Getty Images | Bloomberg
The grounds of the Sun Valley resort in Sun Valley, Idaho, U.S., on Tuesday, July 5, 2011.
Gashugi would then ask the billionaire or VC or CEO if they had a moment to give him some advice. “I asked them the question: Who do I need to become to produce on your level? You have 24 hours in a day, I have 24 hours in a day, so what’s the difference between us?”
To the Allen & Co. attendees, Gashugi was just some random guy. Yet so many took the time to talk to him. He was humbled.
In those moments, those powerful people “made me feel like their most important client,” he says. Many said no one else had ever tried to talk to them during the Sun Valley retreat.
Gashugi declines to publicly name the attendees he has spoken to, out of respect for their privacy, but he claims that some of the most helpful included a billionaire fashion mogul, the founder of a company that does about half a billion in yearly revenue, and several billionaire VCs.
It inspired Gashugi: “They don’t have anything to prove, they’re not looking for anything in return,” he says. “How can I not treat people at least as kindly as they treated me?”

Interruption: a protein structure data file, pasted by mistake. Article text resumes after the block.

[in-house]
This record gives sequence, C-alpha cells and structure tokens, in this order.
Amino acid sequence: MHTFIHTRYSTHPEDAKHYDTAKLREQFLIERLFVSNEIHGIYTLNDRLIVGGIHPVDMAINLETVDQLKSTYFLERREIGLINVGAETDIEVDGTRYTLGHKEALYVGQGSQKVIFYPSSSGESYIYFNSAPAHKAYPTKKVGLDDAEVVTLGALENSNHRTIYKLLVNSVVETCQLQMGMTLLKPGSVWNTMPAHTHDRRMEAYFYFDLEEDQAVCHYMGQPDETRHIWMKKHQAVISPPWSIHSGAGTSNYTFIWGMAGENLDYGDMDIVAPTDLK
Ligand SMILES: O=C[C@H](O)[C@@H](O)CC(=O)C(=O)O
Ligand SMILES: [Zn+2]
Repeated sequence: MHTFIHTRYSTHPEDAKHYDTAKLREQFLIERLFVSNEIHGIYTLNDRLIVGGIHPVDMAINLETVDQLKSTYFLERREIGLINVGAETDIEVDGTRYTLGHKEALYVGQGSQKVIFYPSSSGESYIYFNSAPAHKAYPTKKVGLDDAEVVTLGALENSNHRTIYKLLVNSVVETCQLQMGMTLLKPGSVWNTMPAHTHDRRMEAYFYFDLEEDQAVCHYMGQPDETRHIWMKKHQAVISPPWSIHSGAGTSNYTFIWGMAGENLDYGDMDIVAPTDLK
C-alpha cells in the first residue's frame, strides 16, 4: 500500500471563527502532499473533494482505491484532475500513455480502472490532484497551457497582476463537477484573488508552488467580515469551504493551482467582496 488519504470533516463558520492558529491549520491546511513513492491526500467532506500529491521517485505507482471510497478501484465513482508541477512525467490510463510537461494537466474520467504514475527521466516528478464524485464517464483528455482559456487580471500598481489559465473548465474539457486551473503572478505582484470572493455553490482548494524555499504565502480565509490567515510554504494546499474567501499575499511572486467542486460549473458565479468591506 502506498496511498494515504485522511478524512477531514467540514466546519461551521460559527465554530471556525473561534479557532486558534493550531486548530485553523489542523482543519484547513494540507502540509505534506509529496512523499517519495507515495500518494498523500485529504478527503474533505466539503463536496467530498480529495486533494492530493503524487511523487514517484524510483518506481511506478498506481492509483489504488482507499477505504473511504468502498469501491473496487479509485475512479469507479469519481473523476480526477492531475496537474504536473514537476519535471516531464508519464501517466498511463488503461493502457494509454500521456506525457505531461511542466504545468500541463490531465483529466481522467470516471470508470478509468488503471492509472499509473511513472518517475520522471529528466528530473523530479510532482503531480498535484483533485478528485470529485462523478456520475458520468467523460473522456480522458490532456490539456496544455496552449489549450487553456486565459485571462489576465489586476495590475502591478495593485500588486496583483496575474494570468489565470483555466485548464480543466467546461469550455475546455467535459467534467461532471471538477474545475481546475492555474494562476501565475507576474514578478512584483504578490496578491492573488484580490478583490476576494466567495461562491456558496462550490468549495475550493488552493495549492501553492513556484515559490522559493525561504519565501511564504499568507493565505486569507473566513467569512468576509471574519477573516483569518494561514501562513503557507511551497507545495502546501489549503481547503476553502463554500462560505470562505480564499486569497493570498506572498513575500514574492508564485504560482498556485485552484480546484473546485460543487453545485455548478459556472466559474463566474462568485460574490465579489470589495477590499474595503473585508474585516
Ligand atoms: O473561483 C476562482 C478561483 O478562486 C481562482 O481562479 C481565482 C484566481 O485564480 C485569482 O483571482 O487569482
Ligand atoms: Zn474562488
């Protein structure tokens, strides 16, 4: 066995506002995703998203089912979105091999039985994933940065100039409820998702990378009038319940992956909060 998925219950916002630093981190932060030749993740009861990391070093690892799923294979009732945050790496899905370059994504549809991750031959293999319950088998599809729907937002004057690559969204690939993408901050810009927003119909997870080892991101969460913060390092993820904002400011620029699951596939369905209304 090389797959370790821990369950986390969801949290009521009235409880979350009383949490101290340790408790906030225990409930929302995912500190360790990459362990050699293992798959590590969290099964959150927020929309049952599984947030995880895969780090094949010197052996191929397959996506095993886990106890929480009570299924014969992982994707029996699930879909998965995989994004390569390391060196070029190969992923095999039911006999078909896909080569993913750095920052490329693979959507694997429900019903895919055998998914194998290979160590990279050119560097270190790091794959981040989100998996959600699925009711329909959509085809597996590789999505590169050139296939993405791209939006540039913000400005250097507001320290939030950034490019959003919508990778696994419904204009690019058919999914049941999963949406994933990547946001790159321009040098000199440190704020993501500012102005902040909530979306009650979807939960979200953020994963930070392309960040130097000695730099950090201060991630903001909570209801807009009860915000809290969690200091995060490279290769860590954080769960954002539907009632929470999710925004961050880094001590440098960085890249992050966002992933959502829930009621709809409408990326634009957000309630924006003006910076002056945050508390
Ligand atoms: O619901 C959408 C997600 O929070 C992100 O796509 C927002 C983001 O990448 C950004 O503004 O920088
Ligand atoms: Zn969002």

In 2015, Gashugi made a list of the top 25 people on the Forbes’ billionaires list, which ranks the richest people in the world. And he developed a new tactic: He read all their books, and when he saw one of them in Sun Valley, he used their work as an ice breaker. Then he boldly asked for their contact information. One of his goals was to build a priceless network of mentors before his 30th birthday.
According to the entrepreneur, he met about six people on that list. His visit was cut short, however, after security guards asked him to leave.
This year, Gashugi was back, but he stuck to the town square in nearby Ketchum, less than a mile from the resort. According to Gashugi, attendees often drive between Sun Valley and Ketchum to eat, network and broker deals.